Even in San Francisco, for a week or two in December, you can find roasted chestnut vendors at Union Square.
You can try to find time to make your way downtown during a busy holiday just to buy a little expensive paper bag of chestnuts that aren’t even organic, anyway.
Or – really – you can roast your own organic chestnuts – the whole reason for this recipe because we sell organic chestnuts!! – and your kitchen will truly smell delicious.
More like a starch than a nut, the roasted chestnuts are a perfect sweet & savory snack.
The key is create enough hot steam so that the chestnuts peel easily.
So here’s the deal.
1 pound chestnuts
1/2 cup water
1. Heat the oven to 475 deg F.
2. Using a sharp knife, cut an “X” about 1 inch long through the shell on the round side of each chestnut. (Not the side that was attached to the tree!)
Measure out about 2 feet of aluminum foil and set it over a baking sheet. Place the chestnuts in the middle of the foil in a single layer. Bring the shorter sides of the foil up so they just meet. Crimp the longer sides over to create a seal. Leave a 1-inch hole at the top to create a vent.
3. Pour the water – with a measuring cup or another cup with a spout – into the vent and cook the foil pouch in the oven for 5 minutes. Lower the oven temperature to 375°F, carefully pull the foil down all the way to expose the chestnuts, and continue to cook until tender, about 25-30 minutes more. Peel when cool enough to handle.
Total cooking time: 30-40 minutes, depending upon oven.
White Bean Salad
1 lb small white beans (navy or northern)
1 handful fresh tarragon
1/2 bunch scallions, chopped
1/2 cup (approx) diced sundried tomatoes in olive oil
Juice of 1/2 lemon
White wine or Champagne vinegar
Salt and pepper to taste (I might use a little lavender, thyme or tomato salt. Also I prefer white pepper for its delicacy, but regular black will do)
*optional dash of smoked paprika
*optional veggies you might add = 1 diced red bell pepper, grains from one cob of corn, or one handful of halved cherry tomatoes
I like to soak the beans overnight, drain, rinse. Bring a pot of water to a boil 2 cups to one cup beans for unsoaked, 1.5 cups to one of soaked. Boil beans until tender, then drain and rinse in cold water until room temp.
Scooping in the sundried tomatoes, being generous with the oil they are marinated in. This oil adds greatly to the flavor. Also add the tarragon and scallions and mix together with your hands. It’s messy, but will not squish the beans. Add any other veggies you want at this point too (except cherry toms, save those for last because of the squish factor)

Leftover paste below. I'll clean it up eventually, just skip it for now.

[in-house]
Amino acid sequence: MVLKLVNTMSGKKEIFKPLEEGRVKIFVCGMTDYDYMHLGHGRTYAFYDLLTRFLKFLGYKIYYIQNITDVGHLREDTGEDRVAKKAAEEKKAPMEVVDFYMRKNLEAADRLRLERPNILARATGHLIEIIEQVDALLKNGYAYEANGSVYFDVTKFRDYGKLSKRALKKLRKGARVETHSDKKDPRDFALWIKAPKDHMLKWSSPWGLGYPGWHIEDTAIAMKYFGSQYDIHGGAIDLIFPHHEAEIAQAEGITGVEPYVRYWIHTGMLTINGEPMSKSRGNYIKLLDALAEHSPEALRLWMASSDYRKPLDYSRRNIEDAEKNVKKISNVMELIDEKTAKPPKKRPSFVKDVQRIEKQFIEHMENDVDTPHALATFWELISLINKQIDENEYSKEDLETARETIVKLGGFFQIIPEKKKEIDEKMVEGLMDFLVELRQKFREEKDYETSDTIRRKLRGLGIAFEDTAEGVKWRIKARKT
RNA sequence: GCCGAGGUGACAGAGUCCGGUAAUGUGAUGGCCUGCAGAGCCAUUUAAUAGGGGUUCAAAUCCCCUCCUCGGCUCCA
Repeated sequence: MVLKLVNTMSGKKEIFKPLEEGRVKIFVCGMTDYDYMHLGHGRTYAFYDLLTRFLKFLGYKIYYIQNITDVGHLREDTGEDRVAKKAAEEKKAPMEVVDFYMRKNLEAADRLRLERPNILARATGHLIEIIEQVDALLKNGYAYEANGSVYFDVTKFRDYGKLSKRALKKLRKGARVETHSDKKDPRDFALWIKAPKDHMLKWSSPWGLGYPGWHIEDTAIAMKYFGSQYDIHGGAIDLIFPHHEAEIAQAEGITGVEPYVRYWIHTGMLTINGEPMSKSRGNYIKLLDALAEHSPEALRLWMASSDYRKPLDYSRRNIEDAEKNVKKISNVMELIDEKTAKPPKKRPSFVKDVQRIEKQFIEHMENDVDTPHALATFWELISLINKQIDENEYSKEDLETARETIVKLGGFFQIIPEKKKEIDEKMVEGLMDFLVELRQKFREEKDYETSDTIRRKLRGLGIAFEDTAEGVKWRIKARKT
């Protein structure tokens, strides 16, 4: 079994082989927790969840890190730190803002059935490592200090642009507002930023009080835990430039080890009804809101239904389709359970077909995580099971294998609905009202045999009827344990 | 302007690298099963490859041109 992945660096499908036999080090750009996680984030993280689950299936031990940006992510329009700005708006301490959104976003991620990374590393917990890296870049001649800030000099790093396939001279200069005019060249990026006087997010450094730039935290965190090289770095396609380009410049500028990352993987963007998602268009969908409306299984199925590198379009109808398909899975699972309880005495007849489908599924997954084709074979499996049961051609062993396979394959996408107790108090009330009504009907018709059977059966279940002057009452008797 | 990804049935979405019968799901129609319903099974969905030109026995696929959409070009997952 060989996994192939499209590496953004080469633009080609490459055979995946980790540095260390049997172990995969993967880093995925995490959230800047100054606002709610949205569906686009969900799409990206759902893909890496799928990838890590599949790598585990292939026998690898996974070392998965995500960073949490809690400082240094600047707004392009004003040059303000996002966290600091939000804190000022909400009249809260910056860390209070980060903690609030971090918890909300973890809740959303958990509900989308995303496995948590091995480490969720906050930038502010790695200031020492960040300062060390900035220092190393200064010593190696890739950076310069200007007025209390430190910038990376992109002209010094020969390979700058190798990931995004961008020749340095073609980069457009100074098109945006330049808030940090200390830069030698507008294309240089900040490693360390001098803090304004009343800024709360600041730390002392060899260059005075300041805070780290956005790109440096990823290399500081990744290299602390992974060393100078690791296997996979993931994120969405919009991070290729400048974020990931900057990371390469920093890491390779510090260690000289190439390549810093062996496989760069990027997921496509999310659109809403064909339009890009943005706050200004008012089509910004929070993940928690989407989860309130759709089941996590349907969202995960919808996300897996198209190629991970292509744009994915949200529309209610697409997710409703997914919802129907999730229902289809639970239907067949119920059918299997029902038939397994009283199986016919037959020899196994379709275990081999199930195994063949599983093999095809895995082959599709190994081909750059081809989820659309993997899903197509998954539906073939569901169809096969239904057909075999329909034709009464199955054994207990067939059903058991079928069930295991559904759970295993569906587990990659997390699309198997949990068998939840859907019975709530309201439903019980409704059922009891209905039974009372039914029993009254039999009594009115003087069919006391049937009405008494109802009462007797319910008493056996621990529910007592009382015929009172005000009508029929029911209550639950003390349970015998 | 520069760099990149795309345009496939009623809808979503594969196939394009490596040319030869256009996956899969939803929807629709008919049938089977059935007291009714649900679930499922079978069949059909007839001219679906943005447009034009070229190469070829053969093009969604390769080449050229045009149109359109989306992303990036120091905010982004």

Add 2-4 tablespoons of white wine vinegar and an equivalent amount of olive oil (or a vinagrette recipe of your own) and mix in by hand.
Add juice of lemon, salt and pepper, and optional paprika “to taste”.
Let sit and marinate for at least a couple of hours, overnight is best.
Duck Egg and Summer Vegetable Frittata
With no crust or added milk, Frittata is one of the easiest and tastiest ways to use up a box of eggs. We like using rich, yolky Salmon Creek duck eggs, but you could also use pastured chicken eggs instead.
6-8 large eggs
½ cup olive oil
1 cup grated hard or semi-hard cheese
1 cup chopped white or crimini mushrooms
1 cup chopped spring zucchini
1 cup halved cherry tomatoes
1 small sliced red onion
½ bunch chopped green onion
*1 handful of chopped fresh herbs (optional)
1 tsp herbes de Provence
1-2 generous pinch salt or seasoned salt
1 pinch white pepper
Heat the olive oil in a 12” cast iron skillet (you can also use a non-stick skillet if you are not planning to brown in the oven). Lightly sauté the red onion, zucchini, mushrooms, and green onion at medium-high heat. Add fresh herbs and tomato and cover with lid to heat through. Beat eggs, dried herbs, salt and pepper, and add grated cheese. Pour and spread egg mixture over the vegetables and let cook in pan for about ten minutes, shaking occasionally. At this point I like to cheat by covering the pan for about five minutes with the lid to let the steam puff the egg up and then slide into an oven preheated to 400 and cook for about ten more minutes—until it’s set enough that a knife poked through the center comes out clean. Remove skillet from oven and allow frittata to finish setting at room temperature. Place an inverted dinner plate over the top of the skillet over the frittata, and flip the whole thing over to remove from the pan. Great served immediately, or as cold leftovers.